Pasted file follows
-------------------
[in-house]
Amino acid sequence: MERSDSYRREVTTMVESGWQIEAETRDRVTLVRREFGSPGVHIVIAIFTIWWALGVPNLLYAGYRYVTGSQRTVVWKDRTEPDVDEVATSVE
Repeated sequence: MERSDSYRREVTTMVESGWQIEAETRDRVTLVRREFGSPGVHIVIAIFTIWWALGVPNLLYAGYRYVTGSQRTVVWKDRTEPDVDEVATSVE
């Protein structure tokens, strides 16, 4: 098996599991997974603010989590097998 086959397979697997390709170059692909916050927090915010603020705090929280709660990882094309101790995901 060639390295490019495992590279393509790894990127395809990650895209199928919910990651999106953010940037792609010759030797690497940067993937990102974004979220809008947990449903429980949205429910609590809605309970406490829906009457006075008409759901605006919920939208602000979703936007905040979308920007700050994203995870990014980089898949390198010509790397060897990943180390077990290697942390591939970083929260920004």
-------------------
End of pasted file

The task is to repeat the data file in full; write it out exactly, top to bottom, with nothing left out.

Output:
[in-house]
Amino acid sequence: MERSDSYRREVTTMVESGWQIEAETRDRVTLVRREFGSPGVHIVIAIFTIWWALGVPNLLYAGYRYVTGSQRTVVWKDRTEPDVDEVATSVE
Repeated sequence: MERSDSYRREVTTMVESGWQIEAETRDRVTLVRREFGSPGVHIVIAIFTIWWALGVPNLLYAGYRYVTGSQRTVVWKDRTEPDVDEVATSVE
């Protein structure tokens, strides 16, 4: 098996599991997974603010989590097998 086959397979697997390709170059692909916050927090915010603020705090929280709660990882094309101790995901 060639390295490019495992590279393509790894990127395809990650895209199928919910990651999106953010940037792609010759030797690497940067993937990102974004979220809008947990449903429980949205429910609590809605309970406490829906009457006075008409759901605006919920939208602000979703936007905040979308920007700050994203995870990014980089898949390198010509790397060897990943180390077990290697942390591939970083929260920004």